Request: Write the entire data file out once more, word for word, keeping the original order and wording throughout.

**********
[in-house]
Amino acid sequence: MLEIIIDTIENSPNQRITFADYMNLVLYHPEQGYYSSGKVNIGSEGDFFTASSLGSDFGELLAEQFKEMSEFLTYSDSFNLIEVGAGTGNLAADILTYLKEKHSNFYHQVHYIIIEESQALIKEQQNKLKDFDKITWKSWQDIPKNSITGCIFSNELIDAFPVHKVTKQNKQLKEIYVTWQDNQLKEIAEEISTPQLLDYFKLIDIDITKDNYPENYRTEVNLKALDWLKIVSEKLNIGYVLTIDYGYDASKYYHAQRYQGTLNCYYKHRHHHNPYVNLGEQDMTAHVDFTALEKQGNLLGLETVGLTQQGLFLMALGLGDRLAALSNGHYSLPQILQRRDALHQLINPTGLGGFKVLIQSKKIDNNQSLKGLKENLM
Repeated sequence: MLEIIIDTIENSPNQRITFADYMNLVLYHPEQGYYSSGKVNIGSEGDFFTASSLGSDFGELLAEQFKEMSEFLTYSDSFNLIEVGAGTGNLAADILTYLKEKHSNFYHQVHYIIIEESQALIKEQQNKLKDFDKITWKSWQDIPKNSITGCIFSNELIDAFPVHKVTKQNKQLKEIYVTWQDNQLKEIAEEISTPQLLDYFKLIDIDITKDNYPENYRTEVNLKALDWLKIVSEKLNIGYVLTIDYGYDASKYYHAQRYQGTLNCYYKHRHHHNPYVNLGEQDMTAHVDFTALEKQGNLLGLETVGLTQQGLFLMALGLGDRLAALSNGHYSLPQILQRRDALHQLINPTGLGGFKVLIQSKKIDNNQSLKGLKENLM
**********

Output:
[in-house]
Amino acid sequence: MLEIIIDTIENSPNQRITFADYMNLVLYHPEQGYYSSGKVNIGSEGDFFTASSLGSDFGELLAEQFKEMSEFLTYSDSFNLIEVGAGTGNLAADILTYLKEKHSNFYHQVHYIIIEESQALIKEQQNKLKDFDKITWKSWQDIPKNSITGCIFSNELIDAFPVHKVTKQNKQLKEIYVTWQDNQLKEIAEEISTPQLLDYFKLIDIDITKDNYPENYRTEVNLKALDWLKIVSEKLNIGYVLTIDYGYDASKYYHAQRYQGTLNCYYKHRHHHNPYVNLGEQDMTAHVDFTALEKQGNLLGLETVGLTQQGLFLMALGLGDRLAALSNGHYSLPQILQRRDALHQLINPTGLGGFKVLIQSKKIDNNQSLKGLKENLM
Repeated sequence: MLEIIIDTIENSPNQRITFADYMNLVLYHPEQGYYSSGKVNIGSEGDFFTASSLGSDFGELLAEQFKEMSEFLTYSDSFNLIEVGAGTGNLAADILTYLKEKHSNFYHQVHYIIIEESQALIKEQQNKLKDFDKITWKSWQDIPKNSITGCIFSNELIDAFPVHKVTKQNKQLKEIYVTWQDNQLKEIAEEISTPQLLDYFKLIDIDITKDNYPENYRTEVNLKALDWLKIVSEKLNIGYVLTIDYGYDASKYYHAQRYQGTLNCYYKHRHHHNPYVNLGEQDMTAHVDFTALEKQGNLLGLETVGLTQQGLFLMALGLGDRLAALSNGHYSLPQILQRRDALHQLINPTGLGGFKVLIQSKKIDNNQSLKGLKENLM